At this year's scouting combine -- the annual gathering of football recruits to determine how well they could potentially play on an NFL field -- teams reportedly asked players about their sexuality. The NFL launched an investigation into the matter, and we haven't heard from them since. Until now. The initial answers might be a little disappointing. The questions about sexuality posed to some players are being attributed to banter, or "chatter that was inappropriate," and were not part of the formal interview process, the NFL's human resources chief Robert Gulliver told The New York Times' Judy Battista. But that mean some teams could face fines for casually asking the questions anyway, he said. The investigation is still ongoing. But, to be frank, chalking it up to inappropriate chatter and telling the Times is likely a P.R. move telling us to limit expectations. In other words: don't hold your breath.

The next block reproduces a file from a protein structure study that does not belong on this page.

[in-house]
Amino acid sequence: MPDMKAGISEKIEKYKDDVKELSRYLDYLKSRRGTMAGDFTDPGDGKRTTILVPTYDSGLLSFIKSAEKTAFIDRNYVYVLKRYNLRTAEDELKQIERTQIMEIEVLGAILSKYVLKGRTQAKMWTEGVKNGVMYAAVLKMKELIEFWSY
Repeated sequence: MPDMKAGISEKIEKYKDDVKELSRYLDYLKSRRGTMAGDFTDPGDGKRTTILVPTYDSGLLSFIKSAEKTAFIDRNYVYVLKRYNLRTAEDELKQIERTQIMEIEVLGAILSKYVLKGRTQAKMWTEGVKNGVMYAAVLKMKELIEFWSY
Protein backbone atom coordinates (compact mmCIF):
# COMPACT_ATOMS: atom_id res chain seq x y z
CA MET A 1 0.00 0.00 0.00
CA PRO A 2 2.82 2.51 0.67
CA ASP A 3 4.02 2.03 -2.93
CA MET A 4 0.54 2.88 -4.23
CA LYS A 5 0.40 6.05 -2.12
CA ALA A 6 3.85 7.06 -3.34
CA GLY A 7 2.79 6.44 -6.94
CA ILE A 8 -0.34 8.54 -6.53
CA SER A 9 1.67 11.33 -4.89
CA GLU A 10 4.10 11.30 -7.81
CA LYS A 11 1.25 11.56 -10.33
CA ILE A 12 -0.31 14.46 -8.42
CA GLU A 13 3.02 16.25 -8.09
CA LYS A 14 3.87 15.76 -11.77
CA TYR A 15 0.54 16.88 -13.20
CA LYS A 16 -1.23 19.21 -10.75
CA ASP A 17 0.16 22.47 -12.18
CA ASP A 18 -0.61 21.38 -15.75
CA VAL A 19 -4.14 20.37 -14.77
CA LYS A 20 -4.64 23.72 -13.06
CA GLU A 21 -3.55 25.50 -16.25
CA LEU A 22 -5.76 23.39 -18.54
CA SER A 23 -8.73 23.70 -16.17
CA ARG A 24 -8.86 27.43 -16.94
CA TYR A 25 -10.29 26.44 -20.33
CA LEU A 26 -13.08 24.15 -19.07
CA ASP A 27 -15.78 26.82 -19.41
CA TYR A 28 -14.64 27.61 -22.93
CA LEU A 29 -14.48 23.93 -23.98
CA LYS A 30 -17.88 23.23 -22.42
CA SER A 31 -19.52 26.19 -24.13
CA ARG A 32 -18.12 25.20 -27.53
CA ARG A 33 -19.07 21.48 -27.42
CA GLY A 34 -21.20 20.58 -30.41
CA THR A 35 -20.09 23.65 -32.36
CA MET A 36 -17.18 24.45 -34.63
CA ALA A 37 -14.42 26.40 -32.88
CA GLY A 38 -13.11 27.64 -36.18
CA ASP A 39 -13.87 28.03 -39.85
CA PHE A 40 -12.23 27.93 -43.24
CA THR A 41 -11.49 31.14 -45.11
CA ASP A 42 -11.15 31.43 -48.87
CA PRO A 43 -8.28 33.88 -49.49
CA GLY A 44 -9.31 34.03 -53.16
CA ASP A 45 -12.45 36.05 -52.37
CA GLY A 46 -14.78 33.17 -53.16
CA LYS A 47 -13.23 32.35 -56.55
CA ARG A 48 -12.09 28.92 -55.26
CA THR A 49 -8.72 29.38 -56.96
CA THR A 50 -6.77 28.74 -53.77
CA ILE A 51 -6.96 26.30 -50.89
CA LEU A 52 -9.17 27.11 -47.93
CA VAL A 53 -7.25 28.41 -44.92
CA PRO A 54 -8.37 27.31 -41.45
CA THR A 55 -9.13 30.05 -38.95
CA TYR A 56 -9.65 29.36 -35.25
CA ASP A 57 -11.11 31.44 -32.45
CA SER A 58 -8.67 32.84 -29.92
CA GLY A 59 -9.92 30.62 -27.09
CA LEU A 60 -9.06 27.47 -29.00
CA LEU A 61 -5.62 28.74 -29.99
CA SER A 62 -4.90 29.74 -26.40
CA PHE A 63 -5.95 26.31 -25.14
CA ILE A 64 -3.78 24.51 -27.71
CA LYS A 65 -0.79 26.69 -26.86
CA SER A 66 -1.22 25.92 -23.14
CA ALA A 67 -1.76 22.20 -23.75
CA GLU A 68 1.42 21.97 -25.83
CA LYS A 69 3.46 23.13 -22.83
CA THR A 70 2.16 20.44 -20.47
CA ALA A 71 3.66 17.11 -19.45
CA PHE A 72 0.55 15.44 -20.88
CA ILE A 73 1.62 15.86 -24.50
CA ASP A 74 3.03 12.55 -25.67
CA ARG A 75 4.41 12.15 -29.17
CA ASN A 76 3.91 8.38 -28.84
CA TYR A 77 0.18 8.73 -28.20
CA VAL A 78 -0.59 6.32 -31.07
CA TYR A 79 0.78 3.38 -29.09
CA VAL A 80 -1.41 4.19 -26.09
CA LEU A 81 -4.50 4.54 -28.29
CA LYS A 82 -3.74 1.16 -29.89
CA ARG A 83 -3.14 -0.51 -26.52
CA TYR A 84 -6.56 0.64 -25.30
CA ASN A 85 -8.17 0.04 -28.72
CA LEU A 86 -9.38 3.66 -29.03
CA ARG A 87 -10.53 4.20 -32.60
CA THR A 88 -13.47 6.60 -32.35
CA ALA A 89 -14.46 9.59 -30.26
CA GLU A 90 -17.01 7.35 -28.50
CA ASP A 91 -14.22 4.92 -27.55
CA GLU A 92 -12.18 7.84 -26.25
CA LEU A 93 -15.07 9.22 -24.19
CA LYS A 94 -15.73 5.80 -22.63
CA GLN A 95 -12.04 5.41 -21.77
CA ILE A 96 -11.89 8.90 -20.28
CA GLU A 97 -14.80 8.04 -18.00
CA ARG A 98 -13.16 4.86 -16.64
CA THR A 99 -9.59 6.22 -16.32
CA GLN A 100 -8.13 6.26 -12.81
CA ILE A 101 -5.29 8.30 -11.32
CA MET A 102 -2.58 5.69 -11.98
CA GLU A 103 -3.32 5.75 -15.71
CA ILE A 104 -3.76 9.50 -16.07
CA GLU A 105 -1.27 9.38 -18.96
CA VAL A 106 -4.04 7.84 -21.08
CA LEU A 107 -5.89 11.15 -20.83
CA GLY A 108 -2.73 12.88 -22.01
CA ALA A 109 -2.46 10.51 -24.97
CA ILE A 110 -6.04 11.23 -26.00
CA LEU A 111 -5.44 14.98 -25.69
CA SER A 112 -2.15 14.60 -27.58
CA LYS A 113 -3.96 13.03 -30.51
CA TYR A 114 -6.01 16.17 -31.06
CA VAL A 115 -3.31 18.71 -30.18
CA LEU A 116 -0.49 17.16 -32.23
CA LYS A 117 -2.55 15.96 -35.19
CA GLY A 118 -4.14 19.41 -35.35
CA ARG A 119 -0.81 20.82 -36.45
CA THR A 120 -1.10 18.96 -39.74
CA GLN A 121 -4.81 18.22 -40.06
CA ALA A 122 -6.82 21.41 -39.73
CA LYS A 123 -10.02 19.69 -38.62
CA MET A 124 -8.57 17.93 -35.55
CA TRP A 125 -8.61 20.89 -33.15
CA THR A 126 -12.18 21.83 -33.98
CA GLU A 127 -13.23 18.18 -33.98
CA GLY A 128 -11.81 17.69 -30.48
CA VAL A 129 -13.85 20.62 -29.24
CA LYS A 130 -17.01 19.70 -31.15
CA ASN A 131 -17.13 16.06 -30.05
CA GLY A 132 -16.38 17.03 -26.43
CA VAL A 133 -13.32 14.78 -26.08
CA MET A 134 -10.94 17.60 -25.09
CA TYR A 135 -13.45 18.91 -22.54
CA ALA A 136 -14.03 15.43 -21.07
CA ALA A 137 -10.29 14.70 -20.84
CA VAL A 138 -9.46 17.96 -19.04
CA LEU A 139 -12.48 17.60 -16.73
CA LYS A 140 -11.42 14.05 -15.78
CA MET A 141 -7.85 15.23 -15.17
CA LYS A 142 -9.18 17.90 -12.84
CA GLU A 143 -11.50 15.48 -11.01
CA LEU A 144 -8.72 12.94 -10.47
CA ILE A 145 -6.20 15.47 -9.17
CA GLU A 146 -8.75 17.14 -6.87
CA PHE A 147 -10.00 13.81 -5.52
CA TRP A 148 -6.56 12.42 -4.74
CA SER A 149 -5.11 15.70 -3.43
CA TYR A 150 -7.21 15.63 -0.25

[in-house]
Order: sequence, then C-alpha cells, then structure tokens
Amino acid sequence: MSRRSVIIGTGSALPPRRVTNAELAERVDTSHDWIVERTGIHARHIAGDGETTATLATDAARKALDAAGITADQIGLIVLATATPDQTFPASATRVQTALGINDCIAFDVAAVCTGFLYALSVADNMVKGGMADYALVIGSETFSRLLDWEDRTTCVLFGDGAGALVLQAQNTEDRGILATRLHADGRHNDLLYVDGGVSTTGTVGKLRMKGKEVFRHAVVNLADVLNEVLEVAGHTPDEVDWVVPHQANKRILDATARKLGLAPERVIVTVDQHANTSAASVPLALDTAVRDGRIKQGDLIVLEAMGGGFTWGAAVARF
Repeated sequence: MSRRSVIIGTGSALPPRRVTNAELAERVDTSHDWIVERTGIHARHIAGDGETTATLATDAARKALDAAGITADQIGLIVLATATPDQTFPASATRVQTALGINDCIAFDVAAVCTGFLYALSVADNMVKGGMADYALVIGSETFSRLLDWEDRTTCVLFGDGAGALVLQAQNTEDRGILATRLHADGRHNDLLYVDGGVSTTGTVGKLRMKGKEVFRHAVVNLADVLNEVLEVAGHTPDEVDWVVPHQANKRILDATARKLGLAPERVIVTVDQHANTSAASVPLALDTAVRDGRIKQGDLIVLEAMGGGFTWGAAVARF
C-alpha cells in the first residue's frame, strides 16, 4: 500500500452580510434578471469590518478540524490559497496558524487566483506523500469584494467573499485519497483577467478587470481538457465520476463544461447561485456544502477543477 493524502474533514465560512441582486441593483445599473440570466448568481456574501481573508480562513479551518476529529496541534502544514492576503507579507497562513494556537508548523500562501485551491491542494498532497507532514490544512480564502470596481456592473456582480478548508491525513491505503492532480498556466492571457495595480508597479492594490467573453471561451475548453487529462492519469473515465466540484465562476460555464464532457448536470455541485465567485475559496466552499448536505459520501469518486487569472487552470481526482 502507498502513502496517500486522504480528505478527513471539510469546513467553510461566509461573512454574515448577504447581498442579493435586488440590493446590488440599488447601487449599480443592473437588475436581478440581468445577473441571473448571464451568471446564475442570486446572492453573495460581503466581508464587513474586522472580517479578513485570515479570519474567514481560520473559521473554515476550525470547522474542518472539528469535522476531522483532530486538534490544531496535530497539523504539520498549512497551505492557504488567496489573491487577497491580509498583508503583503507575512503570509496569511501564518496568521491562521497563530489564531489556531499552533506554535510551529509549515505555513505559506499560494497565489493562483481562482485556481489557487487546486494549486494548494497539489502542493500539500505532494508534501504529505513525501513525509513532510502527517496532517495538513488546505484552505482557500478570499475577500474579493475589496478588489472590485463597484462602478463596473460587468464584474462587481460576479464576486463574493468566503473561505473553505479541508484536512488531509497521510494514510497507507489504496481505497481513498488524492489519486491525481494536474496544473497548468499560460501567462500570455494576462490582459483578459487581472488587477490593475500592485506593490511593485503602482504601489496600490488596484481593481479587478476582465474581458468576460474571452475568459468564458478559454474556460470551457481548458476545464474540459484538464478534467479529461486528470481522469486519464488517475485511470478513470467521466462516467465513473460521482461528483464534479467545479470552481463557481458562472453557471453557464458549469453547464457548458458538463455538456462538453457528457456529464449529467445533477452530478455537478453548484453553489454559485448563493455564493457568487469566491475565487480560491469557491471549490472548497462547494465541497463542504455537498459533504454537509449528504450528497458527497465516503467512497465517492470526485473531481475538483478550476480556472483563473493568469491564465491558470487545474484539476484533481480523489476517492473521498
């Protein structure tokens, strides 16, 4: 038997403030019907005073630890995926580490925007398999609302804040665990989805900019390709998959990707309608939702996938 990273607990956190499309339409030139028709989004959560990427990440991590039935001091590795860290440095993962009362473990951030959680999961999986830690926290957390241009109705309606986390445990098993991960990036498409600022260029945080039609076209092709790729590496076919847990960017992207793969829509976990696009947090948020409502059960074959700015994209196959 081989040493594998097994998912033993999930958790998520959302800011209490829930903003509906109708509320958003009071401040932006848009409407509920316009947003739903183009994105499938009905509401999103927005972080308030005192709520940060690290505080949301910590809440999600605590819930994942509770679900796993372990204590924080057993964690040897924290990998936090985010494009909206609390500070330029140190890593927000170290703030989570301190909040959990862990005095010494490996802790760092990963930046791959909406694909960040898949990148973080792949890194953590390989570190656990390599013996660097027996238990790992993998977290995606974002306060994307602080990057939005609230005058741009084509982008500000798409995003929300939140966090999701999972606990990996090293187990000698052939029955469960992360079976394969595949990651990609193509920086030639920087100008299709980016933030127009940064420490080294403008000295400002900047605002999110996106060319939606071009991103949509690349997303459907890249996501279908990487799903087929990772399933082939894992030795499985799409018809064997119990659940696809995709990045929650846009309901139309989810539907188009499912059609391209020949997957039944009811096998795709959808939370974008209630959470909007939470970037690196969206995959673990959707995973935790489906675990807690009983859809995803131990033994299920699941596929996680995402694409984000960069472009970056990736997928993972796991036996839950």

But the league is moving forward to -- at least sort of -- address the problem of acceptance at the executive level. The league will discuss hiring practices with team officials at annual meetings this week, and a diversity session is being held with team owners. But the most promising move the NFL is making -- the one that could bring some change -- is meeting with six gay community groups next month to go over league policies to "seek input on improvements," Battista reports. Whether or not those meetings bring any real change to league policy will be the barometer by which the league is measured. Hopefully the mere fact they had a little chat with some gay dudes and gals isn't enough.